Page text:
2024 Eurovision Song Contest | Malmö, Sweden

Malmö, Sweden will host Eurovision 2024

Sweden's Loreen won the 2023 Eurovision Song Contest hosted by the United Kingdom on behalf of Ukraine in the city of Liverpool. The song "Tattoo" won the contest with 583 points, conquering the jury by earning 340 points. Loreen is the second performer to win Eurovision twice, having won the 2012 Contest with the song "Euphoria". This also gave Sweden its seventh win, tying Ireland for most wins by a single country.

Sweden's broadcaster SVT wasted no time in soliciting bids and choosing Malmö as the host city on July 7, 2023. Stockholm and Gothenburg submitted bids that would have required building a temporary venue while Örnsköldsvik may not have had the infrastructure required by the EBU to host the international event. Malmö has previously hosted the Contest in 1992 and 2013.

The Contest semi-finals are scheduled for Tuesday, May 7 and Thursday, May 9. The Grand Final is scheduled for Saturday, May 11.

Participating Countries

On December 5, the EBU announced a list of 37 countries expected to compete in Eurovision 2024. This Airtable table will collect information about the entries as selection season progresses. Feel free to sort and filter—your changes will not be saved.

All countries that participated in Eurovision 2023 are scheduled to return except for Romania. Romania announced on January 25 that a budget could not be approved to allow for participation.

Luxembourg will be returning to the Contest, having last competed in the 1993 Eurovision Song Contest in Millstreet, Ireland.

A Note About Israel Coverage

In light of the situation currently unfolding in Israel and Palestine, we will be adjusting our coverage of Israel’s participation in Eurovision 2024. If you follow Eurovision blogs such as Eurovoix, That Eurovision Site, and ESCXTRA, they have released statements on restricting coverage of Israel’s contestant selection process. This is in response to Israel’s broadcaster using their selection program to promote the country’s military and its actions taken in Gaza.

Given the weekly format of the EuroWhat? Podcast, we are able to adopt more of a wait-and-see approach in terms of what we talk about and when we talk about it. This format also mixes in commentary, which can be construed as critical, supportive, or both (particularly when the two of us disagree).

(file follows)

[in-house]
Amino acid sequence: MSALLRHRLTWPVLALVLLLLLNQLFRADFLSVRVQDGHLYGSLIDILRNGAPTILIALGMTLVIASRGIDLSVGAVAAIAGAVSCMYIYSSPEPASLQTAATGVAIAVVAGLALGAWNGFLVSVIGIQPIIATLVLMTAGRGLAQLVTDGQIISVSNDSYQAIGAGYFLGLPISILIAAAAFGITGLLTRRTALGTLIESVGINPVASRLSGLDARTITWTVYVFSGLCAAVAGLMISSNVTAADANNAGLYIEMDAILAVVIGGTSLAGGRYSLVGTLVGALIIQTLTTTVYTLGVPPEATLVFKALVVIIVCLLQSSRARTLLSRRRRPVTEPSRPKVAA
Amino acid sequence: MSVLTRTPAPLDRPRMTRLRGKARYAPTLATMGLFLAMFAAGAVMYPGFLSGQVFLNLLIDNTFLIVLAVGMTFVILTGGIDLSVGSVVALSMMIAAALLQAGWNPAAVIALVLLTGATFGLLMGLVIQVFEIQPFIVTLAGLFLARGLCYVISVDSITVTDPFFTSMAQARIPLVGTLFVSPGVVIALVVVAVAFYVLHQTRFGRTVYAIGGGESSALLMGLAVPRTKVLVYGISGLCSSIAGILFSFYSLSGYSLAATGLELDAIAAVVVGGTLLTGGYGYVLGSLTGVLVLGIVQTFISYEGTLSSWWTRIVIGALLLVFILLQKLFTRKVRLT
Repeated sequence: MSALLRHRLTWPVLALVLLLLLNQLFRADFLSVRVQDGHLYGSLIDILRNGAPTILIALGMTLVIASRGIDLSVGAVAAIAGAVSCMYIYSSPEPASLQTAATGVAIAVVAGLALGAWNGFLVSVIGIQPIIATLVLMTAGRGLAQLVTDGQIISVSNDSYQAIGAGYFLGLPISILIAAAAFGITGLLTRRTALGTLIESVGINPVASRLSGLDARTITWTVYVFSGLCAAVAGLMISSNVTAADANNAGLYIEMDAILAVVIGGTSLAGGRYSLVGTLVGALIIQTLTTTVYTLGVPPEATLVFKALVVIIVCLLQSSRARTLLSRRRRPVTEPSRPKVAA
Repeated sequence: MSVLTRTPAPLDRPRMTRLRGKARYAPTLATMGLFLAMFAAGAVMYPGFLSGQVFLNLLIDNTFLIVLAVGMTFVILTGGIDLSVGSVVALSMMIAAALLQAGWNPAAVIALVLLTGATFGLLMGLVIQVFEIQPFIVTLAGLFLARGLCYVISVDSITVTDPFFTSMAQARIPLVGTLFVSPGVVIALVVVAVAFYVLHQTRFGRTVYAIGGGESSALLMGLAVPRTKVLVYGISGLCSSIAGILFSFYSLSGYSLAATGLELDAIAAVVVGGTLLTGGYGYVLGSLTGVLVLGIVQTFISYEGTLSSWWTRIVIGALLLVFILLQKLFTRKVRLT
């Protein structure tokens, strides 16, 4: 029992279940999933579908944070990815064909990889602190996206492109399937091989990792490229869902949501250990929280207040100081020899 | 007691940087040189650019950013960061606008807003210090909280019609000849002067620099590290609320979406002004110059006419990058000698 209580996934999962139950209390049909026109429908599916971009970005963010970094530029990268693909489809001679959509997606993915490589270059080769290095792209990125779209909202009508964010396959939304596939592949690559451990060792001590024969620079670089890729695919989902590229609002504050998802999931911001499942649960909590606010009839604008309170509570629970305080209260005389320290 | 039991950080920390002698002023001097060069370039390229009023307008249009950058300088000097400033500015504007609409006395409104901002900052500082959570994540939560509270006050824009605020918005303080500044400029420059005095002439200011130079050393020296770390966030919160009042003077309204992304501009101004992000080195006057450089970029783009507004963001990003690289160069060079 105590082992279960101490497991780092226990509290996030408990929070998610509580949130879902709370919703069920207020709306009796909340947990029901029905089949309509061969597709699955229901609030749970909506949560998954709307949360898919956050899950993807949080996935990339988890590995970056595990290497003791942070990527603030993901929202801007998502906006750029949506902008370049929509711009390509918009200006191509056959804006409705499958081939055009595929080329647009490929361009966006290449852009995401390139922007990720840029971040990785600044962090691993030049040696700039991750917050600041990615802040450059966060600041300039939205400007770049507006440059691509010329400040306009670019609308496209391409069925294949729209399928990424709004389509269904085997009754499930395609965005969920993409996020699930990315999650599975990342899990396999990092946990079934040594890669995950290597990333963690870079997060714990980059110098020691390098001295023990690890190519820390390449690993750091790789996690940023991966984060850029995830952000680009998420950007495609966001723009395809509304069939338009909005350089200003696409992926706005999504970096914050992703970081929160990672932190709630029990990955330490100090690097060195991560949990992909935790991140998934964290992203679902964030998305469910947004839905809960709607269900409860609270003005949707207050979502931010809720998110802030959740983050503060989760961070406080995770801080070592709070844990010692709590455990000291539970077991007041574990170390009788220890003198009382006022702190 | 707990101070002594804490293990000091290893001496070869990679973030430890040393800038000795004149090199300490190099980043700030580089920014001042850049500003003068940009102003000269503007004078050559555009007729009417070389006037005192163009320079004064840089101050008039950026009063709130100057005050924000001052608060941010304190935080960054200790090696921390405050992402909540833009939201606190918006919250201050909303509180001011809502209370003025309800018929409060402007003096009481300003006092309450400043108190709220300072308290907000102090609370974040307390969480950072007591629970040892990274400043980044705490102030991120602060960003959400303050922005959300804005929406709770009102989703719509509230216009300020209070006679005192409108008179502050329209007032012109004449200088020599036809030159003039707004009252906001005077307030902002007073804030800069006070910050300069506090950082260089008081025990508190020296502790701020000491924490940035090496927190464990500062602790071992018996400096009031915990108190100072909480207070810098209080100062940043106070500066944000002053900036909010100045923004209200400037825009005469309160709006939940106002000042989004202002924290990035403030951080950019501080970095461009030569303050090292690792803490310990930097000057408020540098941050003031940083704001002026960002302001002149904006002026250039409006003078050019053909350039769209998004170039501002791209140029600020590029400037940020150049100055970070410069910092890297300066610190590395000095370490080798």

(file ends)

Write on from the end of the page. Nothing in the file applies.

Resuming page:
To that end, our current plan for discussing Contest logistics related to Israel will be a similar plan of action as the blogs. We will report when Israel selects their entrant and reveals their song, but we will not be offering commentary or first impressions. We may also reference Israel when discussing the semi-final allocation, but we do not intend to center the allocation discussion on this point.

We have not yet determined how we will be approaching discussing Israel’s entry when we get to our formal review series in March and April. A lot can change in the next few months and we want to remain flexible in planning—again, our wait-and-see approach.

We do not intend to be free publicity for Israel’s broadcaster or its entry, but we can’t ignore that their participation in the Contest will have repercussions for all participating broadcasters, organizations, and audiences. Our job as media is to document the choices made by the delegations and the EBU, as well as the consequences that follow. There is no correct path forward, and we may be out of our depth as we try to proceed, but we do need to try to proceed as we attempt to document and analyze Eurovision 2024.

We will update this note as needed during this season and welcome your feedback. Please check the Contact page for our email and socials.

Running Order

The semi-final allocation draw is scheduled to take place Tuesday, January 30. 31 countries will be divided into pots based on voting similarities and will be randomly assigned to either the first half or second half of one of the two semi-finals.

The countries of the Big 5—France, Germany, Italy, Spain, and the United Kingdom—along with the host country Sweden will automatically advance to the Grand Final. However, each of these auto-qualifiers will be assigned to participate in the voting for one of the semi-finals.

The running order for each semi-final will be determined by the show producers once all entries have been submitted. The semi-final running orders are expected to be revealed toward the end of March 2024.

Selection Season

Any song released after September 1, 2023 is eligible to compete in the 2024 Eurovision Song Contest. Each participating country has until mid-March to select their entry. The processes range from fully internal (the broadcaster chooses the artist and the song) to home audiences voting in multiple week music competitions.

France was first to announce their song and artist on November 8. The last selection shows are expected to take place Saturday, March 9 with a handful of internal selections and revamps most likely revealed through March 16.

Here is a calendar with known dates and times for televised selection shows. Click on an item to get a link to where you should be able to stream the program. Times displayed are US Eastern.

Playlists

As countries with public-facing selection processes announce competing entries, we will be adding songs to this Selection Season playlist: